# Converting String to Complex Number in Python: Multiple Methods Explored

Converting String to Complex Number in Python: Multiple Methods Exploredπ‘ Problem Formulation:

In Python, a complex number is represented as `a + bj`, where `a` is the real part and `b` is the imaginary part. When we have a complex number in string format, such as `"3+4j"`, we may need to convert this back into a Python complex number object to perform arithmetic operations. This article demonstrates several methods to achieve this conversion, handling strings such as `"3+4j"` with the expected output being a complex number object: `3+4j`.

## Method 1: Using the complex() Constructor

The `complex()` constructor in Python can be used to turn a string into a complex number. It accepts strings formatted as `'real+imaginaryj'` and returns a complex number object. Note that spaces within the string are not allowed.

Here’s an example:

```num_str = "3+4j"
num_complex = complex(num_str)
print(num_complex)```

Output:

`(3+4j)`

This snippet demonstrates the direct conversion of a string representing a complex number into a complex number object using the built-in `complex()` function. The string `"3+4j"` is passed to the function, and it returns the complex number object `(3+4j)`.

## Method 2: Using ast.literal_eval

The `ast.literal_eval()` function can safely evaluate a string containing a Python literal or container display. It works well for strings that represent complex numbers and is a good choice when extra caution is needed to prevent code injection.

Here’s an example:

```import ast

num_str = "3+4j"
num_complex = ast.literal_eval(num_str)
print(num_complex)```

Output:

`(3+4j)`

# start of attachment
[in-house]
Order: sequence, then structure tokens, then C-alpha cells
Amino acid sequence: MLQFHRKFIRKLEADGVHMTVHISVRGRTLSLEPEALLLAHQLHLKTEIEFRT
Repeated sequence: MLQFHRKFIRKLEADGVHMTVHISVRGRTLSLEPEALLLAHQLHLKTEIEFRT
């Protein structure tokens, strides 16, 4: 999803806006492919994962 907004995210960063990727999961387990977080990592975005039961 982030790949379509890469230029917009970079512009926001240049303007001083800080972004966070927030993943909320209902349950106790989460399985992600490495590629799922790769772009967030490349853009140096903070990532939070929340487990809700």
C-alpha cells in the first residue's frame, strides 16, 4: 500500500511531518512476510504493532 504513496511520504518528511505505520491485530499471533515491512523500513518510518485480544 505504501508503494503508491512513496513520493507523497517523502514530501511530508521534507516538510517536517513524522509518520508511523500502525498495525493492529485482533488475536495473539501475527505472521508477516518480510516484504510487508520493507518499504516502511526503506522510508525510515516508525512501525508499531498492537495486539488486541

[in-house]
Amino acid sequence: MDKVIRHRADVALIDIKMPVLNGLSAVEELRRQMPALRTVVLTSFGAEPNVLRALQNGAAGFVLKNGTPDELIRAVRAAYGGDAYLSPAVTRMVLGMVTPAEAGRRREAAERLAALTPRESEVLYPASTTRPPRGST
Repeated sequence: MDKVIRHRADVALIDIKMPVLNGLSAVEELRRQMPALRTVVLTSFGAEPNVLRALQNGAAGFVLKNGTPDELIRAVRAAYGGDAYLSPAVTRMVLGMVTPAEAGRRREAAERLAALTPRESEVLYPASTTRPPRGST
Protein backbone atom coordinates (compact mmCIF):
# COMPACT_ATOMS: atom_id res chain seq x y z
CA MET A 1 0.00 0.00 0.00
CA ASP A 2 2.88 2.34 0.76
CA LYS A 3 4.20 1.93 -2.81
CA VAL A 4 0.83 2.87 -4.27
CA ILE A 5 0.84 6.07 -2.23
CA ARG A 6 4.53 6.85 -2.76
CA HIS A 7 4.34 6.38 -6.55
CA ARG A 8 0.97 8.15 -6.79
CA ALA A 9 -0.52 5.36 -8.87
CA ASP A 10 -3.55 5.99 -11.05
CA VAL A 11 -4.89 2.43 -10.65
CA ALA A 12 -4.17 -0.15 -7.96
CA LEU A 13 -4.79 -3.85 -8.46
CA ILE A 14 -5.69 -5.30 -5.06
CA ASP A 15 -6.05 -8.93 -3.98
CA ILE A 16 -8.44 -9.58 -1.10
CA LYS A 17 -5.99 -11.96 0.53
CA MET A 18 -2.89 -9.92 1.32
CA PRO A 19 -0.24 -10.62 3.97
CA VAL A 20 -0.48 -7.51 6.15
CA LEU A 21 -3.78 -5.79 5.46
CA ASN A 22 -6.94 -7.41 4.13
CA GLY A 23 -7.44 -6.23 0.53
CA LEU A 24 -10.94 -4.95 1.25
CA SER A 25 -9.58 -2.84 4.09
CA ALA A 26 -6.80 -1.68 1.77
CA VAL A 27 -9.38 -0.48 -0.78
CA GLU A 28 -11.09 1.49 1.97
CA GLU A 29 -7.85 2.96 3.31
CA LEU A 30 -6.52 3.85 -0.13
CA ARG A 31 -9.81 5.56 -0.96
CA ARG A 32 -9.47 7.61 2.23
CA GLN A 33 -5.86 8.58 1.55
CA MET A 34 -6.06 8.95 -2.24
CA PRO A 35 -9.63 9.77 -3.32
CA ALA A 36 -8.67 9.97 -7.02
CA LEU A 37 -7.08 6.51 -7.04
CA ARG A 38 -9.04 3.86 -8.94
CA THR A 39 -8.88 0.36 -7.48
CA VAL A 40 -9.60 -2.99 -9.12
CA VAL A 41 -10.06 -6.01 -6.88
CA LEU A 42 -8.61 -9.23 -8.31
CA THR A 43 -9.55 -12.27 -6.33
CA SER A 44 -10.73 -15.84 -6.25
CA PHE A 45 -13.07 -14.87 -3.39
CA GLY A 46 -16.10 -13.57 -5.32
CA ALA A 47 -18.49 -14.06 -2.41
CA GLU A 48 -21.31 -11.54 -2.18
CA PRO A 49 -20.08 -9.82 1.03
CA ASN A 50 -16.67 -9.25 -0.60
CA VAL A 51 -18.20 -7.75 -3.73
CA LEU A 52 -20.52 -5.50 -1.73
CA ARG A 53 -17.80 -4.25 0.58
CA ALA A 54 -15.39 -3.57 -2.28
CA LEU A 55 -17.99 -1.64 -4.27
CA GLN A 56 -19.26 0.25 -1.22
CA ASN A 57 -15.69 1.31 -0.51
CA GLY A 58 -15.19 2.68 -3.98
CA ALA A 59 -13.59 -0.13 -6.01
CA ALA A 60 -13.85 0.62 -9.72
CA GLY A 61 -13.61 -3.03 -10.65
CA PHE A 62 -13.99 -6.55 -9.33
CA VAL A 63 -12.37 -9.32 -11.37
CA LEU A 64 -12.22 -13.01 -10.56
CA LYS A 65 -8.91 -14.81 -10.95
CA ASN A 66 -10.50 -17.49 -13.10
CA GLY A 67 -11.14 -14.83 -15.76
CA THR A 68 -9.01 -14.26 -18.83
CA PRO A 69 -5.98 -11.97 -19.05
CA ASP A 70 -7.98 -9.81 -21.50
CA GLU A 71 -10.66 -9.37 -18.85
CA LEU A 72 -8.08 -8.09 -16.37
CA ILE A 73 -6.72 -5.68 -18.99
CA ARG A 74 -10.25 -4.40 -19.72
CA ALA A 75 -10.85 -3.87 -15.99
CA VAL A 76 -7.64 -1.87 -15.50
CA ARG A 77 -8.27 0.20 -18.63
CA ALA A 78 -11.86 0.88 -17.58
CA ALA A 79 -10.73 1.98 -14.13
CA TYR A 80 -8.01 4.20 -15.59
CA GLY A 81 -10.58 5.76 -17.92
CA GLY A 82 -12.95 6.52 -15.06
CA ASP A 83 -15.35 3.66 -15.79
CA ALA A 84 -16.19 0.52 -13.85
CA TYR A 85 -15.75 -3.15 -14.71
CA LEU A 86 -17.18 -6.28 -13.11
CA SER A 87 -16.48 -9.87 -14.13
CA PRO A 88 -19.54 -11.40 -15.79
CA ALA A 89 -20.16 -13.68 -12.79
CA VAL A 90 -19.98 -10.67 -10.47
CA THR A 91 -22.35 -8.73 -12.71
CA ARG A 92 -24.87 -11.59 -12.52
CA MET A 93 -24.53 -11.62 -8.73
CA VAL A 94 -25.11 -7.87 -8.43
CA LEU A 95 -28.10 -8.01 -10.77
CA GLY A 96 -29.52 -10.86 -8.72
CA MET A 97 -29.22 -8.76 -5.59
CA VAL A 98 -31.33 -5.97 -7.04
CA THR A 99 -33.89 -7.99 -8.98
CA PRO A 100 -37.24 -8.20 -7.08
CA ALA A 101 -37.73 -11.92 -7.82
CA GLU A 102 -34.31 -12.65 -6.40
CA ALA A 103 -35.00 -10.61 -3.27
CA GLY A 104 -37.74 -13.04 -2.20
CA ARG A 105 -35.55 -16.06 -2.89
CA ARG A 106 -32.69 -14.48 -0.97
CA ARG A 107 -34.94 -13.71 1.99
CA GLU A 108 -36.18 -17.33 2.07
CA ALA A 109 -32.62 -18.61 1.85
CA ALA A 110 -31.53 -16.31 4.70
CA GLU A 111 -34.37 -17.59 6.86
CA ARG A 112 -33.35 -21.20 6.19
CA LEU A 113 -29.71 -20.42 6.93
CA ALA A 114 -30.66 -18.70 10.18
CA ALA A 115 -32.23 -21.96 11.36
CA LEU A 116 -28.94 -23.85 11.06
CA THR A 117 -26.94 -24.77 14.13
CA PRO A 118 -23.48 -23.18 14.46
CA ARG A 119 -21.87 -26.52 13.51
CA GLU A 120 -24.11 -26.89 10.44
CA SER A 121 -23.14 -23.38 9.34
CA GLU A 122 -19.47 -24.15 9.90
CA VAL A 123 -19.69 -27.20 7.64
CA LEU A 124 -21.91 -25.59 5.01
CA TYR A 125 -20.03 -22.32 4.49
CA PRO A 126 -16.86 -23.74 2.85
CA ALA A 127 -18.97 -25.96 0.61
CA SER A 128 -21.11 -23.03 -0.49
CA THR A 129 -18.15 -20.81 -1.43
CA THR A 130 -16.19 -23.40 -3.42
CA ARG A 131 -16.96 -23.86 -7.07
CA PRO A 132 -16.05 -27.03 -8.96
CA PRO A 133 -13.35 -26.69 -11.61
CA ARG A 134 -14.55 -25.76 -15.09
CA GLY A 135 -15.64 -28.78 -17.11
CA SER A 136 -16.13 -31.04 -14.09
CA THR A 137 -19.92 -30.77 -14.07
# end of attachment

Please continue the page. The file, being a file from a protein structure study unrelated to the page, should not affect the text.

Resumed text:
This code utilizes the `ast.literal_eval()` method to evaluate the string `"3+4j"` as a literal expression, producing the complex number object `(3+4j)`. Itβs a safe alternative to the built-in `eval()` function.

## Method 3: Using Regular Expressions (re module)

By using regular expressions, we can parse the real and imaginary parts of a complex number from a string. This technique is useful if the string format can vary and may not be directly suitable for the `complex()` constructor.

Here’s an example:

```import re

num_str = "Real part: 3, Imaginary part: 4j"
match = re.search(r'([+-]?\\d+)([+-]?\\d+)?j', num_str)
num_complex = complex(match.group(1), match.group(2).rstrip('j'))
print(num_complex)```

Output:

`(3+4j)`

This snippet uses the Python `re` module to search for patterns in the string that represent the real and imaginary parts, then uses these parts to create a complex number object with the `complex()` constructor.

## Bonus One-Liner Method 4: Using eval with Safety Check

Warning: The `eval()` function should be used with caution, as it can execute arbitrary code. It’s included here for educational purposes and should be avoided or used very carefully.

Here’s an example:

```num_str = "3+4j"
num_complex = eval(num_str) if '+' in num_str or '-' in num_str else None
print(num_complex)```

Output:

`(3+4j)`

This one-liner uses a conditional expression to pass the string to `eval()` only if it contains `+` or `-`, to somewhat limit potential malicious content, though `eval()` still poses significant risks.

## Summary/Discussion

• Method 1: Using the complex() Constructor. This is the simplest and most straightforward method. It doesnβt require importing any modules. However, it only works if the string is properly formatted.
• Method 2: Using ast.literal_eval. Safe alternative to `eval()`. It works well but can be overkill for simple cases and is slower compared to the direct `complex()` constructor.
• Method 3: Using Regular Expressions. Very flexible and can handle various string formats. However, it adds complexity and requires careful handling of regular expression patterns.
• One-Liner Method 4: Using eval with Safety Check. Concise, but potentially very dangerous. It should be used with extreme caution and is not recommended for use in production code.